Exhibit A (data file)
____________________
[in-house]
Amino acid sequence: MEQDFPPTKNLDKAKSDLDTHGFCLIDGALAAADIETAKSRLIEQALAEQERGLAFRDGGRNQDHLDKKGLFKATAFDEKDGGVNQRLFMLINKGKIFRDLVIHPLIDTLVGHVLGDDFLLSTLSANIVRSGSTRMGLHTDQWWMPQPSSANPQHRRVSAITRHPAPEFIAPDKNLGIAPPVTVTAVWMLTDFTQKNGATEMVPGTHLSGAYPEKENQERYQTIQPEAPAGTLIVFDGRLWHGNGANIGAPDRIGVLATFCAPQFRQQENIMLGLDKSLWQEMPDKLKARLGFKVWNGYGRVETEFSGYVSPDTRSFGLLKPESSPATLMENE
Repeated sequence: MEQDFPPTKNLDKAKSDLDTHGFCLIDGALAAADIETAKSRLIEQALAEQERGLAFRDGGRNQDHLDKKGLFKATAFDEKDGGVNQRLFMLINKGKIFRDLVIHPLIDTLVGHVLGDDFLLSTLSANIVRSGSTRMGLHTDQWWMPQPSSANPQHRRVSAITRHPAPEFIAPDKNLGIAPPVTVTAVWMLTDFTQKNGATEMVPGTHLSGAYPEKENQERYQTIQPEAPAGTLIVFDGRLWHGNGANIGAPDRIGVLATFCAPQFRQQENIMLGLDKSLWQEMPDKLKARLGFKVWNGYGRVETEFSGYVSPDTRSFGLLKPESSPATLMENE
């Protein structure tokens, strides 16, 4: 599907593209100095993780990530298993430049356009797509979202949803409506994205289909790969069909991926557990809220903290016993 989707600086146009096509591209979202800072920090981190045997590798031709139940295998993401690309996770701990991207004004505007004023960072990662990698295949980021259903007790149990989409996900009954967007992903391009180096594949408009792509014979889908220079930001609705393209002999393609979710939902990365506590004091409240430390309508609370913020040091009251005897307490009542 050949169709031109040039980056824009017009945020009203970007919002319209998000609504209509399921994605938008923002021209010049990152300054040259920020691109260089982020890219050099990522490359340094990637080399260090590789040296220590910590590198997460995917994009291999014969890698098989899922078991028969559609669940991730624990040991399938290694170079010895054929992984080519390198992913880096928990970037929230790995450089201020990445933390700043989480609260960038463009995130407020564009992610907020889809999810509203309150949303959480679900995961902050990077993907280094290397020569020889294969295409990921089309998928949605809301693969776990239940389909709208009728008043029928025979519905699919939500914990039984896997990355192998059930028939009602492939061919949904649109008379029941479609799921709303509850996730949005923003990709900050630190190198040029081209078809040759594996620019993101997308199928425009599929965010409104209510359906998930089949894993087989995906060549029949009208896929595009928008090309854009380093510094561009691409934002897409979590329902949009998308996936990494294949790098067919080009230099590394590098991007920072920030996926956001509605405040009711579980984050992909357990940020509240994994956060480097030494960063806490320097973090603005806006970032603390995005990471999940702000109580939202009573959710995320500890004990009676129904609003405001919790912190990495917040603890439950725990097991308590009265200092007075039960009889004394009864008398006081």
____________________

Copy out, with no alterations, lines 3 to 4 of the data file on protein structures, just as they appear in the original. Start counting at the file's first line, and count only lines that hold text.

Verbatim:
Repeated sequence: MEQDFPPTKNLDKAKSDLDTHGFCLIDGALAAADIETAKSRLIEQALAEQERGLAFRDGGRNQDHLDKKGLFKATAFDEKDGGVNQRLFMLINKGKIFRDLVIHPLIDTLVGHVLGDDFLLSTLSANIVRSGSTRMGLHTDQWWMPQPSSANPQHRRVSAITRHPAPEFIAPDKNLGIAPPVTVTAVWMLTDFTQKNGATEMVPGTHLSGAYPEKENQERYQTIQPEAPAGTLIVFDGRLWHGNGANIGAPDRIGVLATFCAPQFRQQENIMLGLDKSLWQEMPDKLKARLGFKVWNGYGRVETEFSGYVSPDTRSFGLLKPESSPATLMENE
């Protein structure tokens, strides 16, 4: 599907593209100095993780990530298993430049356009797509979202949803409506994205289909790969069909991926557990809220903290016993 989707600086146009096509591209979202800072920090981190045997590798031709139940295998993401690309996770701990991207004004505007004023960072990662990698295949980021259903007790149990989409996900009954967007992903391009180096594949408009792509014979889908220079930001609705393209002999393609979710939902990365506590004091409240430390309508609370913020040091009251005897307490009542 050949169709031109040039980056824009017009945020009203970007919002319209998000609504209509399921994605938008923002021209010049990152300054040259920020691109260089982020890219050099990522490359340094990637080399260090590789040296220590910590590198997460995917994009291999014969890698098989899922078991028969559609669940991730624990040991399938290694170079010895054929992984080519390198992913880096928990970037929230790995450089201020990445933390700043989480609260960038463009995130407020564009992610907020889809999810509203309150949303959480679900995961902050990077993907280094290397020569020889294969295409990921089309998928949605809301693969776990239940389909709208009728008043029928025979519905699919939500914990039984896997990355192998059930028939009602492939061919949904649109008379029941479609799921709303509850996730949005923003990709900050630190190198040029081209078809040759594996620019993101997308199928425009599929965010409104209510359906998930089949894993087989995906060549029949009208896929595009928008090309854009380093510094561009691409934002897409979590329902949009998308996936990494294949790098067919080009230099590394590098991007920072920030996926956001509605405040009711579980984050992909357990940020509240994994956060480097030494960063806490320097973090603005806006970032603390995005990471999940702000109580939202009573959710995320500890004990009676129904609003405001919790912190990495917040603890439950725990097991308590009265200092007075039960009889004394009864008398006081």